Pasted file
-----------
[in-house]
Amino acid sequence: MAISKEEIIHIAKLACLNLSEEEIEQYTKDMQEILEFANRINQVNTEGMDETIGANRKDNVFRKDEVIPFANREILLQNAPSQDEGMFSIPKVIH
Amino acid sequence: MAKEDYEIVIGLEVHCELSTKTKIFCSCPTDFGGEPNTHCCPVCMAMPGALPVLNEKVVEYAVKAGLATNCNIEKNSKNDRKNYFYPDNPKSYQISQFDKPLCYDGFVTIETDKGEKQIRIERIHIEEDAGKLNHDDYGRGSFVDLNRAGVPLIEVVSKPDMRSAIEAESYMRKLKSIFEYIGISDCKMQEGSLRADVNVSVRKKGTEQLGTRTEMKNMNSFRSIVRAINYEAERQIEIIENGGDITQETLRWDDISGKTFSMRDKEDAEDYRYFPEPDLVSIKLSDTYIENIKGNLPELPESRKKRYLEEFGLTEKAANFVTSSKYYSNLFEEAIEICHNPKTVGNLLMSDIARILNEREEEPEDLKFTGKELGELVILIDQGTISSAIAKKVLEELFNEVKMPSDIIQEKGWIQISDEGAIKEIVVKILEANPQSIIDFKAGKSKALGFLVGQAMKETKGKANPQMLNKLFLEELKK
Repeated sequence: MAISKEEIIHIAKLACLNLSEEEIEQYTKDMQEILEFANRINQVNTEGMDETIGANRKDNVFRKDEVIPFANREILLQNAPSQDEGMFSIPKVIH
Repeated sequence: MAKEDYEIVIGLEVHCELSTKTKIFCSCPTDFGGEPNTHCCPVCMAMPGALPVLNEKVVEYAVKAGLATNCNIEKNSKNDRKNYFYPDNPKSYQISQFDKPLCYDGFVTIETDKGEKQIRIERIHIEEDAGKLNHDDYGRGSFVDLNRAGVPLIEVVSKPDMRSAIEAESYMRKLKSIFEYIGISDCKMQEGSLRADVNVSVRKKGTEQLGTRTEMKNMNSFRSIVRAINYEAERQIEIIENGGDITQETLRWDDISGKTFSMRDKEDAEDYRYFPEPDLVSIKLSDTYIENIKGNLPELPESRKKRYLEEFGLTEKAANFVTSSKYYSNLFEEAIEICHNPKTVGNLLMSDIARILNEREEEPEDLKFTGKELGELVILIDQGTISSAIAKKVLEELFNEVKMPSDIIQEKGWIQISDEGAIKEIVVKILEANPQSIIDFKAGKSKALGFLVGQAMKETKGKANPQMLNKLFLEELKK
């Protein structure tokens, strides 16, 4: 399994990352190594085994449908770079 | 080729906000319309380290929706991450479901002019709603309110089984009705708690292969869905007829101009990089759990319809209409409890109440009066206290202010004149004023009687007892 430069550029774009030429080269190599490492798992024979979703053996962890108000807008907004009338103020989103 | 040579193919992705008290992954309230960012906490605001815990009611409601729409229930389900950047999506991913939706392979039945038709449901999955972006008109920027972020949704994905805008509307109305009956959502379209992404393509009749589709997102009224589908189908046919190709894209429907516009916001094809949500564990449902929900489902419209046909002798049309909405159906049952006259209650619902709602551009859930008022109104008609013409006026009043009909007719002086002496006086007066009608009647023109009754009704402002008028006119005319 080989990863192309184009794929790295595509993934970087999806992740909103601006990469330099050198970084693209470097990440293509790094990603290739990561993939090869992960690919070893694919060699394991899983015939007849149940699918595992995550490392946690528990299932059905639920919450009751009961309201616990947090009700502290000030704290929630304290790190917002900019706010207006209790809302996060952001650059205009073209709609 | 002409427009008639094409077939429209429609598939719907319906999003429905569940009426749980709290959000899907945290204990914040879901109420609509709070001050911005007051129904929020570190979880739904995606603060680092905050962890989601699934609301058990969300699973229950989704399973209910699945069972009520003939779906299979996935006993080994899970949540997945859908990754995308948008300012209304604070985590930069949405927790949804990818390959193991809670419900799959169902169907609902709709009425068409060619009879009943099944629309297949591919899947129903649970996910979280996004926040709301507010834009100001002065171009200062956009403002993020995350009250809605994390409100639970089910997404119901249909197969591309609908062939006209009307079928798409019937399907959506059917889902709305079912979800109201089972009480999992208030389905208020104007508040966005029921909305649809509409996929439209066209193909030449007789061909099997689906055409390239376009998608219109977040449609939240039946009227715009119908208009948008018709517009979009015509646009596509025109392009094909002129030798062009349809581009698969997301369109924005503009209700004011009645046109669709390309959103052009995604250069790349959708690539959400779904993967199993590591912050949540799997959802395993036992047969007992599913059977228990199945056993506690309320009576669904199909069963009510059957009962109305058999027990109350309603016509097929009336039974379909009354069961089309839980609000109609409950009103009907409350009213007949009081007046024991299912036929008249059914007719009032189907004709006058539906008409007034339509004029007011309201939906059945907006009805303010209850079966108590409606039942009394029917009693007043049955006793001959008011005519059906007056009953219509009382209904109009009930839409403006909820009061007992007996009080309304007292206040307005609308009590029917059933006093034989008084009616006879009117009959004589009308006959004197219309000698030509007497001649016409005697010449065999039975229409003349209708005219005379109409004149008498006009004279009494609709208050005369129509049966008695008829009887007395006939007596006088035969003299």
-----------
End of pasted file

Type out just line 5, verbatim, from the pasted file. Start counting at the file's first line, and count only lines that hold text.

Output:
Repeated sequence: MAKEDYEIVIGLEVHCELSTKTKIFCSCPTDFGGEPNTHCCPVCMAMPGALPVLNEKVVEYAVKAGLATNCNIEKNSKNDRKNYFYPDNPKSYQISQFDKPLCYDGFVTIETDKGEKQIRIERIHIEEDAGKLNHDDYGRGSFVDLNRAGVPLIEVVSKPDMRSAIEAESYMRKLKSIFEYIGISDCKMQEGSLRADVNVSVRKKGTEQLGTRTEMKNMNSFRSIVRAINYEAERQIEIIENGGDITQETLRWDDISGKTFSMRDKEDAEDYRYFPEPDLVSIKLSDTYIENIKGNLPELPESRKKRYLEEFGLTEKAANFVTSSKYYSNLFEEAIEICHNPKTVGNLLMSDIARILNEREEEPEDLKFTGKELGELVILIDQGTISSAIAKKVLEELFNEVKMPSDIIQEKGWIQISDEGAIKEIVVKILEANPQSIIDFKAGKSKALGFLVGQAMKETKGKANPQMLNKLFLEELKK